Monday, January 5, 2009



Autographs have always been fascinating to me, especially when they are by an author in one of their books. All of the autographs pictured above are in my collection except for the one of  Capwell Wyckoff, which belongs to another collector. I wanted to include it because I greatly admire his body of work and his autograph is rarely seen. The Mildred Wirt Benson autograph I found in a Boy Scout Explorers at Treasure Mountain. It is unique in that she wrote in her pseudonym for that series, Don Palmer. It was written a few years after the book was published and she also wrote her name below the Don Palmer. There are a lot of Mildred Wirt autographs in the market, but most after she became famous in the 1990s, and most are in poor handwriting, reflecting her advancing age. The second Mildred Wirt autograph also had to have been done many years ago, perhaps when she was still writing series books. I am currently selling that book on eBay. The Harriet (Carolyn Keene) Adams autograph is in a copy of Nancy Drew Sky Phantom. I have seen many Adams autographs where she writes in the upper left corner of a blank page before the title page. Finally, the Howard Garis autograph is in a copy of Teddy and the Mystery Cat. The newest autograph to my collection is the John (Hal Goodwin) Blaine inscription written in Rick Brant Smugglers' Reef. In all my years of collecting, I can barely ever remember seeing one of his books autographed.

1 comment:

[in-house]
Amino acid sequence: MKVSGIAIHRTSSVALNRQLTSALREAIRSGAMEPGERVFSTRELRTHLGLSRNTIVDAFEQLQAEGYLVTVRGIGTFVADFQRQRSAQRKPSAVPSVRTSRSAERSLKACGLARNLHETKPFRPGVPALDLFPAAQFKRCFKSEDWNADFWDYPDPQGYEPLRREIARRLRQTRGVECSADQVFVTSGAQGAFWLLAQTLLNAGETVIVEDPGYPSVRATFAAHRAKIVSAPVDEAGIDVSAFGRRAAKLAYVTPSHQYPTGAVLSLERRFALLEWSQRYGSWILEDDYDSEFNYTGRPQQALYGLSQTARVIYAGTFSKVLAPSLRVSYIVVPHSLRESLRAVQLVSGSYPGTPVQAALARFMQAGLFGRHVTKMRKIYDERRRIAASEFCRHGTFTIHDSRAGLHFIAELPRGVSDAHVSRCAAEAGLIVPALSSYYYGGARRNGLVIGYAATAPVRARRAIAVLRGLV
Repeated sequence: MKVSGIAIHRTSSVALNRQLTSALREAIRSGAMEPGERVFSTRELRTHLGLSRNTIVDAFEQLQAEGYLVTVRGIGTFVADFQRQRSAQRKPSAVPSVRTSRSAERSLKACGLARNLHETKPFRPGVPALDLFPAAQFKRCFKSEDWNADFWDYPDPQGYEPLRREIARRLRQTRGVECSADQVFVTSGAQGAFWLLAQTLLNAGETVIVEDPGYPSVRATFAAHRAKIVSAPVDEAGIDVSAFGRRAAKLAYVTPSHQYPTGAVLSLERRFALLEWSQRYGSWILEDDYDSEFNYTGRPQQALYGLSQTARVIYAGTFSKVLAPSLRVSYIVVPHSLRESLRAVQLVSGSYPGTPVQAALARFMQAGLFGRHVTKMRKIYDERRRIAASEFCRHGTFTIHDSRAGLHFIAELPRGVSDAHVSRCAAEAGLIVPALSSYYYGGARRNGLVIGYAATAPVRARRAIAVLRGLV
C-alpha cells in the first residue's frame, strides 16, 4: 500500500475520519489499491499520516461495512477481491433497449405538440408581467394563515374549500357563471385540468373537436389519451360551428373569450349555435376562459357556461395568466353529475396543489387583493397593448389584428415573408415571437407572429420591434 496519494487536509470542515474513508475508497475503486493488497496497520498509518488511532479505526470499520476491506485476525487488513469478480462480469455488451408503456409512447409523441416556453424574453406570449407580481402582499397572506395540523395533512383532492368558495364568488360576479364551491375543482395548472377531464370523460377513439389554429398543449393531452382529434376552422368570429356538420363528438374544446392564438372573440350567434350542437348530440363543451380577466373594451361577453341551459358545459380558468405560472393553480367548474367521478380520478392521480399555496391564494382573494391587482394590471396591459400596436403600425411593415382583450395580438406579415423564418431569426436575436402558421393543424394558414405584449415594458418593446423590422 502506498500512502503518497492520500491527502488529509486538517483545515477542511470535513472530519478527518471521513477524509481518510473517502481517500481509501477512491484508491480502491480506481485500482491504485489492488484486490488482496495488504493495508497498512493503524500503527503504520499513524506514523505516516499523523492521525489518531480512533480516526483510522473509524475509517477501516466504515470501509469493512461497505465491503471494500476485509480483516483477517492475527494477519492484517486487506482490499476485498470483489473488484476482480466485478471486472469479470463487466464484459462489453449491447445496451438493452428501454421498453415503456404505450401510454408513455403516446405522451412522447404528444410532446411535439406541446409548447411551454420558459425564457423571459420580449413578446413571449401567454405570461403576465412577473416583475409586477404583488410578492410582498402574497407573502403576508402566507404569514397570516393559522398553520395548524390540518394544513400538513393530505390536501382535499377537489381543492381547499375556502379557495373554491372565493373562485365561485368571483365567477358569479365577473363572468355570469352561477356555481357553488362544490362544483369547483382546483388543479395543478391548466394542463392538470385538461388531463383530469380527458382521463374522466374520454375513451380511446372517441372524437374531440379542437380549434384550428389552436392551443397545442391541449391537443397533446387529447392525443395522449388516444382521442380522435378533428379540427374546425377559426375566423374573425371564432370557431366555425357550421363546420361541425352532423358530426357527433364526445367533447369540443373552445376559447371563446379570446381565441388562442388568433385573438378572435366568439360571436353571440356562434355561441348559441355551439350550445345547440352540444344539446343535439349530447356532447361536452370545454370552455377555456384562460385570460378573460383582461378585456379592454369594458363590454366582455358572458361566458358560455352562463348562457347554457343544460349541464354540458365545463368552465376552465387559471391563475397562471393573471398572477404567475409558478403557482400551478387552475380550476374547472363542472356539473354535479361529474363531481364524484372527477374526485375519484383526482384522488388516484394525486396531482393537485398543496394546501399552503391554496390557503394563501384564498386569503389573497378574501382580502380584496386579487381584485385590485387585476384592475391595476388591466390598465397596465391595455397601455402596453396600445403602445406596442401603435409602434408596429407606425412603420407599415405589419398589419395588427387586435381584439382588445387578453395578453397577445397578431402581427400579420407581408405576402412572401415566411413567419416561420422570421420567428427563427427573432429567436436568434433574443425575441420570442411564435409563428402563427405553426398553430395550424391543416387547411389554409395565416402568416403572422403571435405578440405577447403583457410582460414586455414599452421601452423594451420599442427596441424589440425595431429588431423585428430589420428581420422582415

1. Although this is a post from several months ago, I am still moved to comment upon it.

    Series books with signatures are often problematic because sometimes the ghostwriters were discouraged from signing the books they worked on which were issued under pseudonyms owned by others.

    There are occasions where a book will be found that is "signed" by the pen name. This raises the obvious question: who signed it and under what circumstances?

    Some authors were fairly accessible and willing to sign books placed before them. Others, either died early or actively avoided autographing books.

    In the case of Edward Stratemeyer, he would occasionally sign a book for a fellow author or someone he met. However, he strongly objected to suggestions by publishers that he do the traditional author signings in bookstores which are fairly commonplace today.

    Hence, his autograph is hard to obtain, especially in books. The two books I own which are signed by him were presented to a fellow author, George Waldo Browne, on separate occasions. Brown reciproicated with a signed book he wrote in each case.

    Some time back I put together some samples of series book autographs I have located over the years. I have some others which were not added to the list but it is a good starting point:

    James Keeline